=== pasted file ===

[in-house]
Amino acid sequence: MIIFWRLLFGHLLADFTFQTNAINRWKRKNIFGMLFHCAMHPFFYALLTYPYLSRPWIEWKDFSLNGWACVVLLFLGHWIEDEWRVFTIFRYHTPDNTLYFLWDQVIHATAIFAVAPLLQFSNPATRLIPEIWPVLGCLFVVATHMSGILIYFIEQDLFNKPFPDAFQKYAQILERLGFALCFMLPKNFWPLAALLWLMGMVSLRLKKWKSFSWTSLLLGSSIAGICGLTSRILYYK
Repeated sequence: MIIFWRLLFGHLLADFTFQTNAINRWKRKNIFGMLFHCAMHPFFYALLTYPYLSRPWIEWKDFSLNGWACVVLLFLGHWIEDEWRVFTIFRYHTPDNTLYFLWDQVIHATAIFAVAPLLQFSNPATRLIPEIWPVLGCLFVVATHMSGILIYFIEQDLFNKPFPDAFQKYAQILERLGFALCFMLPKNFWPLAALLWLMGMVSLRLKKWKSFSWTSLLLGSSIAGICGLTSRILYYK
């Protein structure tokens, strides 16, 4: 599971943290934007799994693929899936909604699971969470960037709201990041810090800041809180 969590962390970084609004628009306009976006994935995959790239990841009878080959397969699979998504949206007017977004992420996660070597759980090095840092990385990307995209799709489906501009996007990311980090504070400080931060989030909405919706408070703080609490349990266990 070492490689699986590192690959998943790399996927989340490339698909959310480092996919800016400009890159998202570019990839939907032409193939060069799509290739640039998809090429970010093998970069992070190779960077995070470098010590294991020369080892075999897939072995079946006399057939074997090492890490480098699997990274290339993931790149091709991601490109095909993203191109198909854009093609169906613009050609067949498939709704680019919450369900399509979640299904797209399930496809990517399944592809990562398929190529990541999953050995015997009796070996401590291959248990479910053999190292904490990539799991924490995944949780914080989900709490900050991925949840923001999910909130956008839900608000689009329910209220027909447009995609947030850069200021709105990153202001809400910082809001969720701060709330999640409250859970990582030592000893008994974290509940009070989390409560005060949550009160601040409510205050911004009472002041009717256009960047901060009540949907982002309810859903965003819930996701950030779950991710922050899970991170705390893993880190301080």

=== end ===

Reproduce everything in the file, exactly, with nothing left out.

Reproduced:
[in-house]
Amino acid sequence: MIIFWRLLFGHLLADFTFQTNAINRWKRKNIFGMLFHCAMHPFFYALLTYPYLSRPWIEWKDFSLNGWACVVLLFLGHWIEDEWRVFTIFRYHTPDNTLYFLWDQVIHATAIFAVAPLLQFSNPATRLIPEIWPVLGCLFVVATHMSGILIYFIEQDLFNKPFPDAFQKYAQILERLGFALCFMLPKNFWPLAALLWLMGMVSLRLKKWKSFSWTSLLLGSSIAGICGLTSRILYYK
Repeated sequence: MIIFWRLLFGHLLADFTFQTNAINRWKRKNIFGMLFHCAMHPFFYALLTYPYLSRPWIEWKDFSLNGWACVVLLFLGHWIEDEWRVFTIFRYHTPDNTLYFLWDQVIHATAIFAVAPLLQFSNPATRLIPEIWPVLGCLFVVATHMSGILIYFIEQDLFNKPFPDAFQKYAQILERLGFALCFMLPKNFWPLAALLWLMGMVSLRLKKWKSFSWTSLLLGSSIAGICGLTSRILYYK
């Protein structure tokens, strides 16, 4: 599971943290934007799994693929899936909604699971969470960037709201990041810090800041809180 969590962390970084609004628009306009976006994935995959790239990841009878080959397969699979998504949206007017977004992420996660070597759980090095840092990385990307995209799709489906501009996007990311980090504070400080931060989030909405919706408070703080609490349990266990 070492490689699986590192690959998943790399996927989340490339698909959310480092996919800016400009890159998202570019990839939907032409193939060069799509290739640039998809090429970010093998970069992070190779960077995070470098010590294991020369080892075999897939072995079946006399057939074997090492890490480098699997990274290339993931790149091709991601490109095909993203191109198909854009093609169906613009050609067949498939709704680019919450369900399509979640299904797209399930496809990517399944592809990562398929190529990541999953050995015997009796070996401590291959248990479910053999190292904490990539799991924490995944949780914080989900709490900050991925949840923001999910909130956008839900608000689009329910209220027909447009995609947030850069200021709105990153202001809400910082809001969720701060709330999640409250859970990582030592000893008994974290509940009070989390409560005060949550009160601040409510205050911004009472002041009717256009960047901060009540949907982002309810859903965003819930996701950030779950991710922050899970991170705390893993880190301080």